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Med Educ Online. 2011 Apr 8;16. doi: 10.3402/meo.v16i0.6035.

Interprofessional collaboration: three best practice models of interprofessional education.

Author information

1
Department of Interprofessional Healthcare Studies, Rosalind Franklin University of Medicine and Science, North Chicago, IL 60064, USA. diane.bridges@rosalindfranklin.edu

Abstract

Interprofessional education is a collaborative approach to develop healthcare students as future interprofessional team members and a recommendation suggested by the Institute of Medicine. Complex medical issues can be best addressed by interprofessional teams. Training future healthcare providers to work in such teams will help facilitate this model resulting in improved healthcare outcomes for patients. In this paper, three universities, the Rosalind Franklin University of Medicine and Science, the University of Florida and the University of Washington describe their training curricula models of collaborative and interprofessional education.The models represent a didactic program, a community-based experience and an interprofessional-simulation experience. The didactic program emphasizes interprofessional team building skills, knowledge of professions, patient centered care, service learning, the impact of culture on healthcare delivery and an interprofessional clinical component. The community-based experience demonstrates how interprofessional collaborations provide service to patients and how the environment and availability of resources impact one's health status. The interprofessional-simulation experience describes clinical team skills training in both formative and summative simulations used to develop skills in communication and leadership.One common theme leading to a successful experience among these three interprofessional models included helping students to understand their own professional identity while gaining an understanding of other professional's roles on the health care team. Commitment from departments and colleges, diverse calendar agreements, curricular mapping, mentor and faculty training, a sense of community, adequate physical space, technology, and community relationships were all identified as critical resources for a successful program. Summary recommendations for best practices included the need for administrative support, interprofessional programmatic infrastructure, committed faculty, and the recognition of student participation as key components to success for anyone developing an IPE centered program.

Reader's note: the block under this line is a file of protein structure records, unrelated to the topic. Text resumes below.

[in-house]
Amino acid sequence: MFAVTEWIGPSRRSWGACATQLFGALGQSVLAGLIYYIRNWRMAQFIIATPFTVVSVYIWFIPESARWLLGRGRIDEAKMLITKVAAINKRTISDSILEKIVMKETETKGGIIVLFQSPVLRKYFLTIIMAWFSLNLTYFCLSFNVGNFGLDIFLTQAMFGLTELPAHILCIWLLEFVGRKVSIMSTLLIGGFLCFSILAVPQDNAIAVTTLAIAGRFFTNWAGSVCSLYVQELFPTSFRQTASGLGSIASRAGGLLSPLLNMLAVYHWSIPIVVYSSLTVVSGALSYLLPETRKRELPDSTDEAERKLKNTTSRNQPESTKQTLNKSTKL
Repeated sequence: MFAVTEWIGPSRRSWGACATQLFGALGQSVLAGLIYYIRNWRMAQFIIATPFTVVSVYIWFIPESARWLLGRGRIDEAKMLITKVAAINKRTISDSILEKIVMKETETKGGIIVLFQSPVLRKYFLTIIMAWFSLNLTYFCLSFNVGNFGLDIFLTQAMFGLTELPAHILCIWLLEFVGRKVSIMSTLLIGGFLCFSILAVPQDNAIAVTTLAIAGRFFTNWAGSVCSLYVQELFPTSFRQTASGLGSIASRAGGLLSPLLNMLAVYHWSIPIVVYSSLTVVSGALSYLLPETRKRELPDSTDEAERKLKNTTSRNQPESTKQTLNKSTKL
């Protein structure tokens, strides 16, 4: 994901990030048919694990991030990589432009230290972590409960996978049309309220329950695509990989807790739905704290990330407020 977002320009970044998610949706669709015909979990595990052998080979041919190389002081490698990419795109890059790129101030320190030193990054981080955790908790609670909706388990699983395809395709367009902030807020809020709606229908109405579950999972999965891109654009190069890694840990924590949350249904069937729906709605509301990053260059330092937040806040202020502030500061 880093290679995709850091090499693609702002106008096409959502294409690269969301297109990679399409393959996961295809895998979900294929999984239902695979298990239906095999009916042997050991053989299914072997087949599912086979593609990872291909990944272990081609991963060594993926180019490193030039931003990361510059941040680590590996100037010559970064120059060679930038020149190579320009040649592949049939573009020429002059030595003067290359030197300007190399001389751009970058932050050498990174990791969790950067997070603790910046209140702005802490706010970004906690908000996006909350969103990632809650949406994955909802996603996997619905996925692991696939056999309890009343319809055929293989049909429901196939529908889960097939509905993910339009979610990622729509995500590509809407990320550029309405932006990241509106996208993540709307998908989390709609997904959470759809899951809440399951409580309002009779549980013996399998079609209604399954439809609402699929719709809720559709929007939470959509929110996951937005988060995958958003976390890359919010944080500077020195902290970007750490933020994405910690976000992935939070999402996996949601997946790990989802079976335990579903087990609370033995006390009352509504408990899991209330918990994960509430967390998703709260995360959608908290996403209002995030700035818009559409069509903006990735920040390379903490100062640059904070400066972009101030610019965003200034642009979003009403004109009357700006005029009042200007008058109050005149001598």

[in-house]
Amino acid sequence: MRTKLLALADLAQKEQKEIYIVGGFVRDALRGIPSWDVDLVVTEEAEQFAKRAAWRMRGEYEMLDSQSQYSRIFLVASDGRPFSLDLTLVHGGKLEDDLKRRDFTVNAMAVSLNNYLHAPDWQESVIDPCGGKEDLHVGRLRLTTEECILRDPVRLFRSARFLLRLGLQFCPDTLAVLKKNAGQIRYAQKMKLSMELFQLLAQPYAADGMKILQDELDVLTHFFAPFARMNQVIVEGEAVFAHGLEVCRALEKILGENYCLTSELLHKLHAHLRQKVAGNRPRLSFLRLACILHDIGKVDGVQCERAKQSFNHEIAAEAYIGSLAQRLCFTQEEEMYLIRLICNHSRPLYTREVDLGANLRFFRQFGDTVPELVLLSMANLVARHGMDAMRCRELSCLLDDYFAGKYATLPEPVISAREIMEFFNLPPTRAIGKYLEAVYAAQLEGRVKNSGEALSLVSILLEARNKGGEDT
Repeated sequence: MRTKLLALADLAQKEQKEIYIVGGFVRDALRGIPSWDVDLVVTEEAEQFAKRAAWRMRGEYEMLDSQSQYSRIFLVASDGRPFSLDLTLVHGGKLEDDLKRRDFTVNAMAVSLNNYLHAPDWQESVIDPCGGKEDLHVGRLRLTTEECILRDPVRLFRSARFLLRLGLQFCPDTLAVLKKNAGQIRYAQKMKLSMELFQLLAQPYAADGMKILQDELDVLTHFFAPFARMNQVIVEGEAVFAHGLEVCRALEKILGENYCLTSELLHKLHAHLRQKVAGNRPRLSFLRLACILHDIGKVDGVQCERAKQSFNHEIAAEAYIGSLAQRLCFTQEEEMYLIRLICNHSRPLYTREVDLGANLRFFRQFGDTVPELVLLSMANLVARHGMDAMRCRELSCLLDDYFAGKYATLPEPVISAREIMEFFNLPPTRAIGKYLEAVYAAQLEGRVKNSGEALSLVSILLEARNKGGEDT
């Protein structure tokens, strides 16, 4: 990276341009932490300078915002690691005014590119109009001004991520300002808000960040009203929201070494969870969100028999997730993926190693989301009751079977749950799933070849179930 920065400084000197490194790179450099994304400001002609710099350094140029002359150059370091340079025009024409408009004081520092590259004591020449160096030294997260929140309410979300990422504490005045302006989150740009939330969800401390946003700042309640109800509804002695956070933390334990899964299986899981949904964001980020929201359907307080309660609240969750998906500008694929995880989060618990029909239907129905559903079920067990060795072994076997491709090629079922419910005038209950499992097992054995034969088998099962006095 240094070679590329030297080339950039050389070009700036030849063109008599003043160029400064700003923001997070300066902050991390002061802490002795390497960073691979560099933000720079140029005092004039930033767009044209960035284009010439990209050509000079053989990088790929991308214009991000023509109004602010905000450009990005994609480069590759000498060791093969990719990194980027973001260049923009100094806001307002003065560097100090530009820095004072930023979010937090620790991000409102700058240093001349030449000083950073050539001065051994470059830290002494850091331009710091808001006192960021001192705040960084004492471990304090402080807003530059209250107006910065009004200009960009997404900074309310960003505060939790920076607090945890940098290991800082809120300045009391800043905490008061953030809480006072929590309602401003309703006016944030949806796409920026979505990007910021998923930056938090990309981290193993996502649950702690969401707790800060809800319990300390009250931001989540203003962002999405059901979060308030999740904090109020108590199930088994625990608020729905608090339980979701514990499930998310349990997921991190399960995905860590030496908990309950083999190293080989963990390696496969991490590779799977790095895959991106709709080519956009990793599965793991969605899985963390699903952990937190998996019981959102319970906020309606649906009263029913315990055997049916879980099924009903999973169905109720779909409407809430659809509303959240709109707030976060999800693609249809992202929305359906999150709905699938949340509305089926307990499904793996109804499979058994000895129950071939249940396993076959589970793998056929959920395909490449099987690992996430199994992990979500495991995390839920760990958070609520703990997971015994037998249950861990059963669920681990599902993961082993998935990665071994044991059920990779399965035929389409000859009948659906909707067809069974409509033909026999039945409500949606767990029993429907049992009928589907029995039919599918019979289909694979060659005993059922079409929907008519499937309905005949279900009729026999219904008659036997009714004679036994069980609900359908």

KEYWORDS:

collaboration; healthcare teams; interprofessional; interprofessional curricula models; interprofessional education

PMID:
21519399
PMCID:
PMC3081249
DOI:
10.3402/meo.v16i0.6035
[Indexed for MEDLINE]
Free PMC Article

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